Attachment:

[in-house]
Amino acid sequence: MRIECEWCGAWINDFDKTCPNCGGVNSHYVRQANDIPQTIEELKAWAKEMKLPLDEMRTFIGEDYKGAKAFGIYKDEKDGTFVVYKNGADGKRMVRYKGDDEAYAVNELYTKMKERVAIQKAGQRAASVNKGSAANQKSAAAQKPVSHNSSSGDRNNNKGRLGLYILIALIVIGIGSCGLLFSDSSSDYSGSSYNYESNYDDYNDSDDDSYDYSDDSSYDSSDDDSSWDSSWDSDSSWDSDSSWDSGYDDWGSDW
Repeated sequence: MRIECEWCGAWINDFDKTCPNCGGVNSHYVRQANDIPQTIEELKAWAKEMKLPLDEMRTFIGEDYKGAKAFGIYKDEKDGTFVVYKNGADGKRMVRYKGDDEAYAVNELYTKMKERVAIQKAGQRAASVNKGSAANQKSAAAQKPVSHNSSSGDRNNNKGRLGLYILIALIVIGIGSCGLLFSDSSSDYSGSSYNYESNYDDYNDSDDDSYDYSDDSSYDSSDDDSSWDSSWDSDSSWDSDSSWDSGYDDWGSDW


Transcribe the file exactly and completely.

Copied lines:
[in-house]
Amino acid sequence: MRIECEWCGAWINDFDKTCPNCGGVNSHYVRQANDIPQTIEELKAWAKEMKLPLDEMRTFIGEDYKGAKAFGIYKDEKDGTFVVYKNGADGKRMVRYKGDDEAYAVNELYTKMKERVAIQKAGQRAASVNKGSAANQKSAAAQKPVSHNSSSGDRNNNKGRLGLYILIALIVIGIGSCGLLFSDSSSDYSGSSYNYESNYDDYNDSDDDSYDYSDDSSYDSSDDDSSWDSSWDSDSSWDSDSSWDSGYDDWGSDW
Repeated sequence: MRIECEWCGAWINDFDKTCPNCGGVNSHYVRQANDIPQTIEELKAWAKEMKLPLDEMRTFIGEDYKGAKAFGIYKDEKDGTFVVYKNGADGKRMVRYKGDDEAYAVNELYTKMKERVAIQKAGQRAASVNKGSAANQKSAAAQKPVSHNSSSGDRNNNKGRLGLYILIALIVIGIGSCGLLFSDSSSDYSGSSYNYESNYDDYNDSDDDSYDYSDDSSYDSSDDDSSWDSSWDSDSSWDSDSSWDSGYDDWGSDW